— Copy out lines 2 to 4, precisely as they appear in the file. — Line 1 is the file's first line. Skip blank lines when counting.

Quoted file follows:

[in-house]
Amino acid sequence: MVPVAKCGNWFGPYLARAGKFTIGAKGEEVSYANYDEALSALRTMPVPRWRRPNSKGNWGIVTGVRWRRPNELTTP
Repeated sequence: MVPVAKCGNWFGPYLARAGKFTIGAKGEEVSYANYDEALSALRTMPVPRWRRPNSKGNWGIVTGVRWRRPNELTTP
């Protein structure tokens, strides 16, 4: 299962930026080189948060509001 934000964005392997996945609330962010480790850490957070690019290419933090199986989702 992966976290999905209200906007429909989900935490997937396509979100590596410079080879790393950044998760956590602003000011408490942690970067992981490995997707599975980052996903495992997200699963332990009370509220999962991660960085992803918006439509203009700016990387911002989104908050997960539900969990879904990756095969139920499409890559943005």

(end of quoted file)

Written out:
Amino acid sequence: MVPVAKCGNWFGPYLARAGKFTIGAKGEEVSYANYDEALSALRTMPVPRWRRPNSKGNWGIVTGVRWRRPNELTTP
Repeated sequence: MVPVAKCGNWFGPYLARAGKFTIGAKGEEVSYANYDEALSALRTMPVPRWRRPNSKGNWGIVTGVRWRRPNELTTP
């Protein structure tokens, strides 16, 4: 299962930026080189948060509001 934000964005392997996945609330962010480790850490957070690019290419933090199986989702 992966976290999905209200906007429909989900935490997937396509979100590596410079080879790393950044998760956590602003000011408490942690970067992981490995997707599975980052996903495992997200699963332990009370509220999962991660960085992803918006439509203009700016990387911002989104908050997960539900969990879904990756095969139920499409890559943005």